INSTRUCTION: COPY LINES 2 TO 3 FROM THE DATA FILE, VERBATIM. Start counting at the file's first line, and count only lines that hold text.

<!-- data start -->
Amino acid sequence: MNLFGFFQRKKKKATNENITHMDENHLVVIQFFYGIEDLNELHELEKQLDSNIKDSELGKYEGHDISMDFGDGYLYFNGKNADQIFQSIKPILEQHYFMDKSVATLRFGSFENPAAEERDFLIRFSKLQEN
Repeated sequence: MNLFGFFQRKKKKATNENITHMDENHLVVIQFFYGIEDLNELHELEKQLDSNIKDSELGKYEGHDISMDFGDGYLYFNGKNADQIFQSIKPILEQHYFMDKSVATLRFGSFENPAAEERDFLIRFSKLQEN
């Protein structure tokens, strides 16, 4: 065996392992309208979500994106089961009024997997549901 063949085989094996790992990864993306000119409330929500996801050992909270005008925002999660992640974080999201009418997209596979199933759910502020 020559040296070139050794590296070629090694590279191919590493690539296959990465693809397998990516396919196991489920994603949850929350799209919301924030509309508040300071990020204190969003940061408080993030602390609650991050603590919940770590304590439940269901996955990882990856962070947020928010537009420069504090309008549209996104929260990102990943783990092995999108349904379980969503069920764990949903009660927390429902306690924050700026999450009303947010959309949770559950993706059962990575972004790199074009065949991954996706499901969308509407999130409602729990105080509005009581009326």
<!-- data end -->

Repeated sequence: MNLFGFFQRKKKKATNENITHMDENHLVVIQFFYGIEDLNELHELEKQLDSNIKDSELGKYEGHDISMDFGDGYLYFNGKNADQIFQSIKPILEQHYFMDKSVATLRFGSFENPAAEERDFLIRFSKLQEN
């Protein structure tokens, strides 16, 4: 065996392992309208979500994106089961009024997997549901 063949085989094996790992990864993306000119409330929500996801050992909270005008925002999660992640974080999201009418997209596979199933759910502020 020559040296070139050794590296070629090694590279191919590493690539296959990465693809397998990516396919196991489920994603949850929350799209919301924030509309508040300071990020204190969003940061408080993030602390609650991050603590919940770590304590439940269901996955990882990856962070947020928010537009420069504090309008549209996104929260990102990943783990092995999108349904379980969503069920764990949903009660927390429902306690924050700026999450009303947010959309949770559950993706059962990575972004790199074009065949991954996706499901969308509407999130409602729990105080509005009581009326």